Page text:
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M1A/M14 brass sizing question

Discussion in 'Handloading and Reloading' started by Fatelvis, Aug 5, 2010.

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  1. Fatelvis

    Fatelvis Member

    Dec 25, 2002
    Lockport, IL
    I've been reading alot about measuring datum points on brass, and buying case guages, etc., for loading for the M1A. Do you really need a case guage? Please tell me if this method is wrong:
    Clean the chamber well, remove the Op rod spring and extractor, take about 6 cases that were fired in the same rifle and put them in the chamber and see if the bolt closes on them easily. They never do. Start by sizing one of the cases (using a FL die), so it barely bumps the shoulder. Chamber the sized brass, and try closing the bolt. If it doesnt easily close, size it again, after lowering the sizing die 1/16 of a turn (.0045"). Try chambering the brass again. If the bolt doesn't close, size the brass after lowering the die another 1/16 turn, and repeat until the bolt closes. At this time, try sizing at least three of the other fired cases, and chambering them. If they don't chamber easily, lower the die another 1/16 turn, and make sure they will chamber easily. After determining that the sizing die is bumping the shoulder enough to permit chambering, lower the sizing die another 1/16 turn, to giving at least .0045" shoulder clearance.
    I've done it this way for many years, and have never had a case sep, although I only loaded them 4 times after original firing, and only had 1 rifle. Thanks-
  2. Walkalong

    Walkalong Moderator

    Nov 20, 2006
    That method has been working fine since handloading began. Some like to size to fit the gauge for autos instead of just bumping the shoulder enough to chamber just for that little extra bit of reliability. If your reloads function 100%, you are good to go.
  3. loadedround

    loadedround Member

    Feb 18, 2006
    Valley Forge, Pa
    I've been firing my NM M1A for several years now and basically follow the same procedure you do w/o using a case gauge. I do full length resize all my cases and usually get four or five loadings if I don't end up losing them in the grass. BTW, I've been getting quite a few once fired LC cases and removing that military crimp was a royal PIA. Recently bought a Dillon Super Swage and what a pleasant change to that tedious task. Try one if you reload GI cases.
  4. Slamfire

    Slamfire Member

    Dec 29, 2006
    Without gages, that is the only way to do it, except it is crude and inexact. (How do you do that in a AR?)

    I used to size brass that way, for bolt action rifles. Then I got case gages. I can remember gaging my 270 brass, brass that the die was set up following your procedure. None of the brass gaged correctly. Either they were undersized or oversized. Same thing with 7.5 Swiss, though I had to use a Sinclair comparator.

    This small ledge is the difference between the Go and No Go on a 308 cartridge headspace gage. That .006” is awfully small.

    You will find that using the cocking cams of the action, often a 7:1 leverage advantage, hides an interference fit. Once I got gages, I observed differences in sized headspace in brass of different lots, different manufacturers, and brass fired in different rifles. There is no guarantee that each and every lot of brass with react similarly. I usually have my case gage on the bench to verify that I am not under sizing or over sizing. And if I need to, I adjust my dies real time.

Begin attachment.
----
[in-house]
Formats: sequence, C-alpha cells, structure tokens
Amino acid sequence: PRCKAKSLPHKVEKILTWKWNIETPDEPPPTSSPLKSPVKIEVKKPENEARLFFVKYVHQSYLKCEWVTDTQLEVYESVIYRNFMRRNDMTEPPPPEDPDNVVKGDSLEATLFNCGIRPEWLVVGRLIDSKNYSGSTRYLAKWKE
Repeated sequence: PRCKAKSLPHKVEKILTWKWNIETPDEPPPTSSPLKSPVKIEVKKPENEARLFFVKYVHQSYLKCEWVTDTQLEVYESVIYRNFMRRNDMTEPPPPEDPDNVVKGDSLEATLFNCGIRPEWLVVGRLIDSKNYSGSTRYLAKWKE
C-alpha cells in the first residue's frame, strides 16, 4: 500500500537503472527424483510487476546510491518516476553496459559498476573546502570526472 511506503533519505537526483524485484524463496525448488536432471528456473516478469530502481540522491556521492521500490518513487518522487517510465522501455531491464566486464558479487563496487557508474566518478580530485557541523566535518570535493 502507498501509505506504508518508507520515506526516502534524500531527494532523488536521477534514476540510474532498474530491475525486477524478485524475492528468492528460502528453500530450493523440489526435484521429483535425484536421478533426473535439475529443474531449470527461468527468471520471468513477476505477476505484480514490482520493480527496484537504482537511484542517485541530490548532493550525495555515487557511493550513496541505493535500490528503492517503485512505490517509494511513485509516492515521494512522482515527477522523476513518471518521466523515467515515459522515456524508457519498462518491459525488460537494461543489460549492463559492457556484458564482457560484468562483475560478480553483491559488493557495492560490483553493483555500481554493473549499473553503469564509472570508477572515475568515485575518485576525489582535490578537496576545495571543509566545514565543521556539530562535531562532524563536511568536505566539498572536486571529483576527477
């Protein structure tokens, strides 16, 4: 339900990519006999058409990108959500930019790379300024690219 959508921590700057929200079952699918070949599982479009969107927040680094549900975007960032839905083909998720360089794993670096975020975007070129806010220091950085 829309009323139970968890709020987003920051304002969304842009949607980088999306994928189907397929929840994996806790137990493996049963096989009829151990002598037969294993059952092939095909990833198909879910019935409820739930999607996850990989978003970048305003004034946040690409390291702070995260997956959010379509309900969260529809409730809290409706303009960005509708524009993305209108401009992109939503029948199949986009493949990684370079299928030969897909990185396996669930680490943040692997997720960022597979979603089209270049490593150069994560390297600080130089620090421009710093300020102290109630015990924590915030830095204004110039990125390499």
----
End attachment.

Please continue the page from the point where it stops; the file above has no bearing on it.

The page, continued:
I took one set of 100 LC66 twenty two reloads in a M1a, always full length resizing, always setting the shoulder back about .003" or more and using lubricated cases. I never had a case head separation. My loads were full power: 168 Match with 41.5 grains IMR 4895/AA2495. Last I fired those cases was Rattle Battle at Camp Perry.

    Ignorance is bliss. There is always someone who can make a convincing case why they don't need calipers, a weight scale, or even why it is un necessary to know how to read and write. Except they won't be posting their opinion any time soon. :D

    Sizing rifle cases without gages is like driving a car without a speedometer.
    Last edited: Aug 5, 2010
  5. medalguy

    medalguy Member

    Mar 20, 2009
    New Mexico
    What he said.

    Case gauges are not absolutely mandatory if you do it the way fatelvis does it, but they sure do make things a lot easier and more accurate. Especially if you load for different guns of the same caliber as I do.
  6. ReloaderFred

    ReloaderFred Member

    Apr 28, 2005
    Oregon Coast
    I use the RCBS Precision Mic to set up my sizing dies for all of my rifles in .223, .243, .308 and .30-06. Two of those rifles are M1A's, a NM and a Standard.

    I like to set the shoulder back .003", as Slamfire1 does, and it's worked for me for over 20 years with the M1A's. I don't count the reloadings on my brass, but I've yet to have a case head separation with either rifle, and the brass just keeps on going.......

    Hope this helps.

  7. WNTFW

    WNTFW Member

    Jul 16, 2006
    I used to use the does the brass fit the chamber method. I recently picked up more cases gauge to fill the gaps on calibers I did not have. One was for .308 as it was easy fit the case to a bolt gun. I still had that to get the rifle out of the safe and bring it to my reloading area outside the house. Sometimes it was raining, you get the picture. Guess what? The cases that fit my chamber also fit the case gauge perfectly. Makes life easier. A lot quicker.
    You can also screw up on the feel of the bolt.

    I also have several instances that I reload for rifles that are not necessarily with me. I also reload some calibers that I want to insure are within SAAMI specs.

    Lacking a case gauge you have to do what you have to do. Having done it both way I'd rather have a case gauge.
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